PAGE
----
A welcome addition to the literature on immigration told by an author who understands the issue like few others.

Pub Date: May 19, 2020

ISBN: 978-0-399-59268-3

Page Count: 208

Publisher: One World/Random House

Review Posted Online: Jan. 15, 2020

Kirkus Reviews Issue: Feb. 15, 2020

Did you like this book?

No Comments Yet

A valuable contribution to our understanding of one of history’s most vital figures.

THE PRISON LETTERS OF NELSON MANDELA

An epistolary memoir of Nelson Mandela’s prison years.

From August 1962 to February 1990, Mandela (1918-2013) was imprisoned by the apartheid state of South Africa. During his more than 27 years in prison, the bulk of which he served on the notorious Robben Island prison off the shores of Cape Town, he wrote thousands of letters to family and friends, lawyers and fellow African National Congress members, prison officials, and members of the government. Heavily censored for both content and length, letters from Robben Island and South Africa’s other political prisons did not always reach their intended targets; when they did, the censorship could make them virtually unintelligible. To assemble this vitally important collection, Venter (A Free Mind: Ahmed Kathrada's Notebook from Robben Island, 2006, etc.), a longtime Johannesburg-based editor and journalist, pored through these letters in various public and private archives across South Africa and beyond as well as Mandela’s own notebooks, in which he transcribed versions of these letters. The result is a necessary, intimate portrait of the great leader. The man who emerges is warm and intelligent and a savvy, persuasive, and strategic thinker. During his life, Mandela was a loving husband and father, a devotee of the ANC’s struggle, and capable of interacting with prominent statesmen and the ANC’s rank and file. He was not above flattery or hard-nosed steeliness toward his captors as suited his needs, and he was always yearning for freedom, not only—or even primarily—for himself, but rather for his people, a goal that is the constant theme of this collection and was the consuming vision of his entire time as a prisoner. Venter adds tremendous value with his annotations and introductions to the work as a whole and to the book’s various sections.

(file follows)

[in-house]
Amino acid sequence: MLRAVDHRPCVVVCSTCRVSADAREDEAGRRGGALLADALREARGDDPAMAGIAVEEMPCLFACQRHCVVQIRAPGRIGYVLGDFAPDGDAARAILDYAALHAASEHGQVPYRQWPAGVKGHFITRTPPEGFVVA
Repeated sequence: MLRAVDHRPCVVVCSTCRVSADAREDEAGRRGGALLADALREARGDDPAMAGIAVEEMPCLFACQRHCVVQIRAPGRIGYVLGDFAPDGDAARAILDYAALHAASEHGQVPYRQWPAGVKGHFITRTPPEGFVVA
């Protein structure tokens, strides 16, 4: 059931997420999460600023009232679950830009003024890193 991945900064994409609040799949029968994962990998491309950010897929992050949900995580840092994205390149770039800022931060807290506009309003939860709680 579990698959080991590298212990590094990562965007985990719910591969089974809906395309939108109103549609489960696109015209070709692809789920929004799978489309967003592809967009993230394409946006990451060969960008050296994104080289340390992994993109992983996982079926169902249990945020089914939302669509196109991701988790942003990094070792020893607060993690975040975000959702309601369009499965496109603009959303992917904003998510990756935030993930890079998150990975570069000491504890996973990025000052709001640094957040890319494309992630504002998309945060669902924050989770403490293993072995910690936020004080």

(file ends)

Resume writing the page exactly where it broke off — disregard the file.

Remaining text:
A valuable contribution to our understanding of one of history’s most vital figures.

Pub Date: July 10, 2018

ISBN: 978-1-63149-117-7

Page Count: 640

Publisher: Liveright/Norton

Review Posted Online: April 4, 2018

Kirkus Reviews Issue: April 15, 2018

Did you like this book?

No Comments Yet
more